Let the Church Be the Church

Thema Bryant-Davis, PhD Associate Professor of Psychology, Pepperdine University Research Consultant, NAACP Health Department

The Black Church has historically been a place of healing – spiritually, physically, and emotionally.  We find our roots in liberation theology, the understanding that Jesus came to give voice to the marginalized, love to the rejected, and empowerment to the oppressed.  Historically the resurrection of Jesus gave people of African descent hope that we could rise in the aftermath of the trans-Atlantic slave trade, Jim Crow, lynchings, rapings, miseducation, hate crimes, discrimination, stigma, and institutionalized racism.  We met in Churches to plan revolution, to experience revival, and to remember our divine destiny.  Yet in 2011, we find ourselves at the 30 year anniversary of a new form of assault against our community and that assault is in the form of HIV/AIDS.  According to the Center for Disease Control, in 2009, Blacks accounted for 44% (21,200) of new HIV infections while representing just 14% of the total US population. The HIV infection rate among Blacks in 2009 was almost eight times that of whites (69.9 versus 9.1 per 100,000). In 2006, the rate of new HIV infections for Black women was nearly 15 times as high as that of White women and nearly 4 times that of Hispanic/Latina women.  Blacks are the racial group in the United States most affected by HIV/AIDS and too many of our Churches have remained silent.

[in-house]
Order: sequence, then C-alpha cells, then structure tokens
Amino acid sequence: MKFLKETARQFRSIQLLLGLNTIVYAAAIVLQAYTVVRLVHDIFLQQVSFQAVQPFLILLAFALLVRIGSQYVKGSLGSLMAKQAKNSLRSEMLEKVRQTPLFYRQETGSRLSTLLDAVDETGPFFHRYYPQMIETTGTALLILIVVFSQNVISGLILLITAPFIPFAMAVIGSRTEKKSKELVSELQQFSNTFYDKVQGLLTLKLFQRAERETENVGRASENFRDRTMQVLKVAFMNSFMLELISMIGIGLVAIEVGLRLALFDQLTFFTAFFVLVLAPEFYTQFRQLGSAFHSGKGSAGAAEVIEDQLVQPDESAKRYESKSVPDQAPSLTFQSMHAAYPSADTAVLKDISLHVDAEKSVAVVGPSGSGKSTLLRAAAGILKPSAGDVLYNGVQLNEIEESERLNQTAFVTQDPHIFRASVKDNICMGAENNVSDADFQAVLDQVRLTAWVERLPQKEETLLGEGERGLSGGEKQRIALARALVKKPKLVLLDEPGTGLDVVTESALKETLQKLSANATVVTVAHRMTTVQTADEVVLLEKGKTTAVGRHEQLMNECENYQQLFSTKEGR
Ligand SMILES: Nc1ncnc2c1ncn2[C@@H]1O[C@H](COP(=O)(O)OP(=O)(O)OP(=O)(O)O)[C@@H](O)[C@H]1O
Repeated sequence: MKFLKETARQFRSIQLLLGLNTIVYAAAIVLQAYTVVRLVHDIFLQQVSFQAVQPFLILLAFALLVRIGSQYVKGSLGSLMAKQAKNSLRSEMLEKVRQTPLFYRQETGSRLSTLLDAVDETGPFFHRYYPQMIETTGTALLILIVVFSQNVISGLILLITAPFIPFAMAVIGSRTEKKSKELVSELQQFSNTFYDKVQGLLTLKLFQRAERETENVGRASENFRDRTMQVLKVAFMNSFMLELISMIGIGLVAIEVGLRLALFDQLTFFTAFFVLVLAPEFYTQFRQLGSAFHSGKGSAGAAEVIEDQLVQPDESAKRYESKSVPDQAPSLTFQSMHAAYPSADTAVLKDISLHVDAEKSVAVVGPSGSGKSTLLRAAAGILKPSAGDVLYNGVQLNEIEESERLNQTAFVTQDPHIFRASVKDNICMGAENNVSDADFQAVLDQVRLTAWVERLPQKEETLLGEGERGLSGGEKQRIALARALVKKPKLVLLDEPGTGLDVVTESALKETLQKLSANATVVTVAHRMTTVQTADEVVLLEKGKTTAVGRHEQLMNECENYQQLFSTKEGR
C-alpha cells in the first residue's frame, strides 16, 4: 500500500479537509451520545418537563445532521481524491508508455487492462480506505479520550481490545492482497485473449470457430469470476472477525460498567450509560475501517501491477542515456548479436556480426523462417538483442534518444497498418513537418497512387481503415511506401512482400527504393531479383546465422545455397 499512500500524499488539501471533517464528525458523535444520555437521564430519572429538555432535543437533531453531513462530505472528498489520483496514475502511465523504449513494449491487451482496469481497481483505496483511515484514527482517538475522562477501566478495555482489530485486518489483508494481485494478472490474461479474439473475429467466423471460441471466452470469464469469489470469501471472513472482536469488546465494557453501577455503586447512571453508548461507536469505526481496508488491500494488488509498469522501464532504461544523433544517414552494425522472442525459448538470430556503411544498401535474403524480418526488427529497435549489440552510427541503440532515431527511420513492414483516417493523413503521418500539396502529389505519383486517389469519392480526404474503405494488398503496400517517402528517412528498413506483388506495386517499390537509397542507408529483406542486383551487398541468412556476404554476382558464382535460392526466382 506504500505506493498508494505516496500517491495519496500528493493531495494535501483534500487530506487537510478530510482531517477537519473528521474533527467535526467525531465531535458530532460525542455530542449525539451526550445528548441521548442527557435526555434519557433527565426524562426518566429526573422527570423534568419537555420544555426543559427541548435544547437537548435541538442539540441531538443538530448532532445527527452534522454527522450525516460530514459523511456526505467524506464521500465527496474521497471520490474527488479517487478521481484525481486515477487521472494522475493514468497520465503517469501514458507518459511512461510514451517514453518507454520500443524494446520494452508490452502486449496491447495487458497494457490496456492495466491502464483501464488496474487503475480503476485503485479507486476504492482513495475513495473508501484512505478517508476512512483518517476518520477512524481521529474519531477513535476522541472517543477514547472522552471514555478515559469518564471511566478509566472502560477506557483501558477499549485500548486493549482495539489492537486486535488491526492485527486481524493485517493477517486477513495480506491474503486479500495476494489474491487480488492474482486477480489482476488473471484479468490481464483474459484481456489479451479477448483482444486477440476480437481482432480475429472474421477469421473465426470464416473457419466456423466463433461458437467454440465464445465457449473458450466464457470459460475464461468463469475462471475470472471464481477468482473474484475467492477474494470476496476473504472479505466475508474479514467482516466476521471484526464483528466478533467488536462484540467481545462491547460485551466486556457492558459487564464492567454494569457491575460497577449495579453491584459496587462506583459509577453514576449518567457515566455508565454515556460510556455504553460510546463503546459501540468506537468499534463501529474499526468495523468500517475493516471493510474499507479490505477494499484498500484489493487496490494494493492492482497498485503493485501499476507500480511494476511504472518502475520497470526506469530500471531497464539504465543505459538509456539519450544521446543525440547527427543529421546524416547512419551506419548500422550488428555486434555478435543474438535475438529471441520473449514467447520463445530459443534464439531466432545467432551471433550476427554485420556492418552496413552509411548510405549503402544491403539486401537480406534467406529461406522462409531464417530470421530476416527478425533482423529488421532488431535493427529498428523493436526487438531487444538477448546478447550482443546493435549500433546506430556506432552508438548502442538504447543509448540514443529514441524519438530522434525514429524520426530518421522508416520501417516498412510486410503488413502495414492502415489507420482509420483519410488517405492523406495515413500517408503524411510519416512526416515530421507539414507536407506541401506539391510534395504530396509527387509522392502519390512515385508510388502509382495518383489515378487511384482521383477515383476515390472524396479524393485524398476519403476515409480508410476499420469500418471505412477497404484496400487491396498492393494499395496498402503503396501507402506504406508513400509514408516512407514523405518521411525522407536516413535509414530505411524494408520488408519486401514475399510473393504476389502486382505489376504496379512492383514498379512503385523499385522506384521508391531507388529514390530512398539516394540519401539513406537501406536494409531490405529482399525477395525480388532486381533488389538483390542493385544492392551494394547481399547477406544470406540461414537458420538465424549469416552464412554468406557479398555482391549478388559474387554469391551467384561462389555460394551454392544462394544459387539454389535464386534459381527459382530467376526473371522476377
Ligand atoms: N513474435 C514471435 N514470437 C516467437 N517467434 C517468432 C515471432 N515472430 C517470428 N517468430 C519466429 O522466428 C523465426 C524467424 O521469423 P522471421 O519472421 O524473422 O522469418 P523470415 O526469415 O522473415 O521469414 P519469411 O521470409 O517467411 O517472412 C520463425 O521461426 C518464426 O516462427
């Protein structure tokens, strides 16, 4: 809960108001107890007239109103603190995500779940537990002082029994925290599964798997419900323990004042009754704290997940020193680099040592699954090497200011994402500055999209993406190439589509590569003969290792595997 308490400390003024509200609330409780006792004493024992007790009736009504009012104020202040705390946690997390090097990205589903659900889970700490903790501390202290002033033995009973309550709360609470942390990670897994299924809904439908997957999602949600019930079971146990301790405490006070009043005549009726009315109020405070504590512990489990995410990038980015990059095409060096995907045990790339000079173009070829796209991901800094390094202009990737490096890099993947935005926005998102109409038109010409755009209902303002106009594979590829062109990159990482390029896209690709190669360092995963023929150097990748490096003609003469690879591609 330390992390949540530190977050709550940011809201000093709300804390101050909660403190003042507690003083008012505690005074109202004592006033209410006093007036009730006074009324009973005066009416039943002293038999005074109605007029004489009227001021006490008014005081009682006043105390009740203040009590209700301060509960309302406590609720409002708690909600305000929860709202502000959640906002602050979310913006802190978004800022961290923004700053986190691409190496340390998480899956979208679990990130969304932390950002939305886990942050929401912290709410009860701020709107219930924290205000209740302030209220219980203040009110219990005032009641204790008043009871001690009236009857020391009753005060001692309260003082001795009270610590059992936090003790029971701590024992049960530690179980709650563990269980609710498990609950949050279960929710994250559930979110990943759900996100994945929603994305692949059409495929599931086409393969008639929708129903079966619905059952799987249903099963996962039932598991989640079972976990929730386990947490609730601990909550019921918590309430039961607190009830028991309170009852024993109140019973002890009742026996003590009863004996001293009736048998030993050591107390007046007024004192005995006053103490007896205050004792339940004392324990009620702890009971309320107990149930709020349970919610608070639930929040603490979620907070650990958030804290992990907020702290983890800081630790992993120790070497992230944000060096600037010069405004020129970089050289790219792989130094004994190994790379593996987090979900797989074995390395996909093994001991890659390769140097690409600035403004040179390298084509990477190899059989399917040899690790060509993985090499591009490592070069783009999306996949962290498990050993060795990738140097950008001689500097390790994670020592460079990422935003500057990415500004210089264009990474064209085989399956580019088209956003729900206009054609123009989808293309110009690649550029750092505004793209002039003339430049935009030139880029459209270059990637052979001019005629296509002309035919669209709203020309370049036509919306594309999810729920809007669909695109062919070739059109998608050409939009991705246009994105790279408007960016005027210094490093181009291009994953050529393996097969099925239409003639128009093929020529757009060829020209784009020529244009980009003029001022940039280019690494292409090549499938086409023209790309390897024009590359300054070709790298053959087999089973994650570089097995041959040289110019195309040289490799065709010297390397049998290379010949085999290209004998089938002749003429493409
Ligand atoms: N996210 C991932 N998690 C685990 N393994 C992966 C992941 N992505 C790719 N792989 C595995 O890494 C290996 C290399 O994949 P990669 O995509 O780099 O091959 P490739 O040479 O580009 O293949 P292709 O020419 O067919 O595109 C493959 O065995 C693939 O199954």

We know the truth can set us free, but in most cases we have struggled to find the will or the words to address the very thing that is taking our sisters and brothers out. AIDS is killing us across lines of education, income, gender, age, geography, and sexual orientation.  The minimal response to the health disparity around HIV is one of the most glaring expressions of injustice in our lifetime and the Church must respond.  We are the descendants of those who refused to be turned away by police dogs, fire hoses, incarceration, and even the assassination of our leaders.  Today we must stand up against stigma, shame, and our discomfort with honest discussions of sexuality so once again the Church can be the Church.  “We have to resist the internalized rage, fear, and self-rejection that leads us to neglect the black body”, Rev. Cecelia Williams Bryant, Senior Episcopal Supervisor of the AME Church notes.  Rev. Bryant proclaims “we need a theology of wellness so that we can address the disregard for black bodies that is manifested in the lack of health screenings and the prevalence of obesity, body shame, hair hatred, and yes HIV in our community.”